Thailand to draft rules for lower 3G voice prices by Dec.

Summary:Regulator will temporarily control prices for 3G services, focusing on voices service first, in response to public concerns over fairness of spectrum auction and on-going legal debate over its validity.

Thailand's National Broadcasting and Telecommunications Commission (NBTC) has agreed to temporarily control the prices of 3G services, but only for voice services at the start.

According to Settapong Malisuwan, chairman of the NBTC's telecom committee, 3G operators on the 2.1-GHz spectrum must follow the rules for voice tariff rates before the regulator allocates the spectrum, The Bangkok Post reported on Wednesday.

The temporary draft, which states the pricing of 3G services for voice by at least 15 to 20 percent, is expected to be completed by mid-December, Malisuwan said.

Separately, The three 3G bid winners will have to declare their real cost of operations including the licence fee, network rollout plan and interconnection charge to the regulator by the end of November.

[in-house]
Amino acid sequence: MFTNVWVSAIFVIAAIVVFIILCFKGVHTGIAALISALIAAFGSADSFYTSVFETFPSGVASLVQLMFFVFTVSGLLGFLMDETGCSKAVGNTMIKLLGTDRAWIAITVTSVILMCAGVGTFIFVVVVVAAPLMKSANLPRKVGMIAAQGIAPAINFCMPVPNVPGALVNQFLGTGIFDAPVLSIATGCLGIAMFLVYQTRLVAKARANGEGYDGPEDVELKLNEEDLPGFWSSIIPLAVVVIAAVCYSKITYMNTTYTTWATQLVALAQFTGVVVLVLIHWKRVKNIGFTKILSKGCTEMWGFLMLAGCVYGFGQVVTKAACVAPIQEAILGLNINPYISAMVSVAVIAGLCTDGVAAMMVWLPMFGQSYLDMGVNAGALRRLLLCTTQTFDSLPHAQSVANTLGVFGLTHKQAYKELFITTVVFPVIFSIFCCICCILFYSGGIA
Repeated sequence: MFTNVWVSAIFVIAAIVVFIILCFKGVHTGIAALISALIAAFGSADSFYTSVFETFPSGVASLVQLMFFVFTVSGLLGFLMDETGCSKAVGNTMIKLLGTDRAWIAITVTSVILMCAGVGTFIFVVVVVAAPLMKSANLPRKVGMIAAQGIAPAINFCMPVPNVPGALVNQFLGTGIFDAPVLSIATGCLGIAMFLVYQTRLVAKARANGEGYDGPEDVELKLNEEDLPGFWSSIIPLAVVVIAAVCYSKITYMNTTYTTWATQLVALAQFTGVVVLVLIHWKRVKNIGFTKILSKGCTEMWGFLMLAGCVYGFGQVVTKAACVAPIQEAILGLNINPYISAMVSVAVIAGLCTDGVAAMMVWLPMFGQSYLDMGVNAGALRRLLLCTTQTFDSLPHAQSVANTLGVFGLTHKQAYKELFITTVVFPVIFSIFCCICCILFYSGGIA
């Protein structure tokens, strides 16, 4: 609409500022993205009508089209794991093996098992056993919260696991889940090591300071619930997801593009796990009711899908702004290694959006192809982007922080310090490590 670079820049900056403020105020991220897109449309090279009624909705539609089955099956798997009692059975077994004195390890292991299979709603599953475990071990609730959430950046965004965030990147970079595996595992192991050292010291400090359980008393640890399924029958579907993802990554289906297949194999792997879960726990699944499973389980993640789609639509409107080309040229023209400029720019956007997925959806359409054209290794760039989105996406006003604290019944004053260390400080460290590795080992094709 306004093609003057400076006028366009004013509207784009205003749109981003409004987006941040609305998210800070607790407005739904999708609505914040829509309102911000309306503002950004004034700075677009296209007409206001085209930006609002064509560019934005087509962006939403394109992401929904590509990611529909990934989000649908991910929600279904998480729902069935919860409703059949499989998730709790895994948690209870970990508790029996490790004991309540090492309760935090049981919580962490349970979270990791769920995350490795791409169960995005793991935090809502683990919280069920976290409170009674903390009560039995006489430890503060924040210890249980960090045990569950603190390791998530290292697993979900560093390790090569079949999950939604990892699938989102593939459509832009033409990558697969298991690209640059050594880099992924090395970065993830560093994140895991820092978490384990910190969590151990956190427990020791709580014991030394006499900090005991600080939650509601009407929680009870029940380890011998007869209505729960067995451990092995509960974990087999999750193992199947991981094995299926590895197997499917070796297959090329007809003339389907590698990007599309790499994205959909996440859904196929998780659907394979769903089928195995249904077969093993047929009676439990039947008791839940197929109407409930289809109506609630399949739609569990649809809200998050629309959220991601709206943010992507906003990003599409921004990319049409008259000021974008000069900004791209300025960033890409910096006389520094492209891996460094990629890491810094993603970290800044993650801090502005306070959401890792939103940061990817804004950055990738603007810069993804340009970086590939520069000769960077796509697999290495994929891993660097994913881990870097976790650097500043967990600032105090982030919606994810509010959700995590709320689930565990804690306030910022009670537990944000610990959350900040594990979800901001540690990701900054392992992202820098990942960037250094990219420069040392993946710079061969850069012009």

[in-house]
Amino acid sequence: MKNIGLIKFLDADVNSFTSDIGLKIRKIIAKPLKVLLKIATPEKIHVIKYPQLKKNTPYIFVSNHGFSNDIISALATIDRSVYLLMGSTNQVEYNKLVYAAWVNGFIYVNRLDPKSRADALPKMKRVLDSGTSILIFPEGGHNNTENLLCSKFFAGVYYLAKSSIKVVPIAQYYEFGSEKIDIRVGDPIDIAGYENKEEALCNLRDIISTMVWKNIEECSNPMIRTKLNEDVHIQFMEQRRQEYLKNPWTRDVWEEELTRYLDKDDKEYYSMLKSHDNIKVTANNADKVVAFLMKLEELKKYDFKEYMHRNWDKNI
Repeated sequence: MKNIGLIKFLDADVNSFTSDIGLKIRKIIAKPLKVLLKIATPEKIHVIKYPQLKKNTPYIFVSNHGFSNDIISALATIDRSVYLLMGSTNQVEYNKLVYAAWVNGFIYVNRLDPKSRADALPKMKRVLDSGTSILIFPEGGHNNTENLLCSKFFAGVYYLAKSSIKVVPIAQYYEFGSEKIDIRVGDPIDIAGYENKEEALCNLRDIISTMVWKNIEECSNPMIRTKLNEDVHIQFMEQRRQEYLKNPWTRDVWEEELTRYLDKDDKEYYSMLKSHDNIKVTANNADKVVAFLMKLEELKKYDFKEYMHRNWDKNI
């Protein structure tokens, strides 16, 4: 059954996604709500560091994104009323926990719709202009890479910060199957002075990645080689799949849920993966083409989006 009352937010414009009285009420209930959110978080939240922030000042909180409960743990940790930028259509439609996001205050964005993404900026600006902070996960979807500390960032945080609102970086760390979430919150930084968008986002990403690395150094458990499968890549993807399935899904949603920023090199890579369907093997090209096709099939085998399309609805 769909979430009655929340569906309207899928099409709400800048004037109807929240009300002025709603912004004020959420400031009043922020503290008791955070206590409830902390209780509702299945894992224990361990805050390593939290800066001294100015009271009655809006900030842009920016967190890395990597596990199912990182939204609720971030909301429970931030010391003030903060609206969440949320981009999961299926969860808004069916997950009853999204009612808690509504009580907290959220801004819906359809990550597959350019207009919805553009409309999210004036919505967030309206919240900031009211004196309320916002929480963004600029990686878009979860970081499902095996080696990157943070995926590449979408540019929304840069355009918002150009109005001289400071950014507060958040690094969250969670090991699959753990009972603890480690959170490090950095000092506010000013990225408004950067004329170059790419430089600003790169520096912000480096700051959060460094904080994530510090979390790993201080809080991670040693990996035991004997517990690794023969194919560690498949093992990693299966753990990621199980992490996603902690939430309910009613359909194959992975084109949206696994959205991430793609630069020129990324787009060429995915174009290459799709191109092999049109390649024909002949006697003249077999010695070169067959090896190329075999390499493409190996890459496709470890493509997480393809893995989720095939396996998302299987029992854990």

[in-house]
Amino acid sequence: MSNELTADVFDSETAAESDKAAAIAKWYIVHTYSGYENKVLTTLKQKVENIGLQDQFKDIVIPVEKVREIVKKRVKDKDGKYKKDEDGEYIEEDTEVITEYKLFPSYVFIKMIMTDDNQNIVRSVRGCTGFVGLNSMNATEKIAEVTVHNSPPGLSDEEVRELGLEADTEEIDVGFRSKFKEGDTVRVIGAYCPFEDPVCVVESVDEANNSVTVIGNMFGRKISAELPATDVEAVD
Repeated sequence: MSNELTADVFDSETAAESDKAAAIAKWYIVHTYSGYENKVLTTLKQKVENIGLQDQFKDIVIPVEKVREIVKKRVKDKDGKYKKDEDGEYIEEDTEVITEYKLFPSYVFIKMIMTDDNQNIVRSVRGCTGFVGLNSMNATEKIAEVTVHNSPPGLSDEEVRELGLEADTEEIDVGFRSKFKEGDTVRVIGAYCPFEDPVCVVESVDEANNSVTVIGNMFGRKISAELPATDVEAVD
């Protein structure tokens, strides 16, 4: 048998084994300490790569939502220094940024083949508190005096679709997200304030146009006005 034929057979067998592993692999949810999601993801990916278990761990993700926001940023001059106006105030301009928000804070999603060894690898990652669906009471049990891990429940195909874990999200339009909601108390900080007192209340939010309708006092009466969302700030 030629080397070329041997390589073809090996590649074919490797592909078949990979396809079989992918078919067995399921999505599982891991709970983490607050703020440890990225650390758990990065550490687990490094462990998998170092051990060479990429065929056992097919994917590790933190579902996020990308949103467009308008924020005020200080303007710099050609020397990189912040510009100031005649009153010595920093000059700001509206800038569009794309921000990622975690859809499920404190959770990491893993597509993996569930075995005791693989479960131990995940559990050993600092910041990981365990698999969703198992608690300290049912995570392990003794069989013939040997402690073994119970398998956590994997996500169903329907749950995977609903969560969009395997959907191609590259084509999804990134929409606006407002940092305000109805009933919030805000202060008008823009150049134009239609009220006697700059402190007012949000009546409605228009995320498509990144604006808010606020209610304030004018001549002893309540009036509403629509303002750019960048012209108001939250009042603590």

A final draft governing 3G for both voice and data services will be completed by mid-2013, Malisuwan added.

This comes after the the 3G spectrum auction held on Oct. 16, reportedly unfairly rewarded private operators at the expense of consumers and the state . The NBTC then released a statement of intent about limiting 3G prices to help calm public concerns.

Last month, the regulator had already instructed the three local telcos to drop their mobile services prices by 15 percent to 20 percent and ensure service quality measures are in place before launching 3G offerings.

A 3G tariff cut of 20 percent will save consumers 73.1 billion baht (US$2.3 billion) a year, or 1 trillion baht (US$32 billion) over the 15-year life of the licenses, Malisuwan noted. The measures set to protect public interest will also be more in line with Thailand's Telecom Business Act.

 

 

 

Topics: Telcos, Government : Asia, Networking

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Elly grew up on the adrenaline of crime fiction and it spurred her interest in cybercrime, privacy and the terror on the dark side of IT. At ZDNet Asia, she has made it her mission to warn readers of upcoming security threats, while also covering other tech issues.

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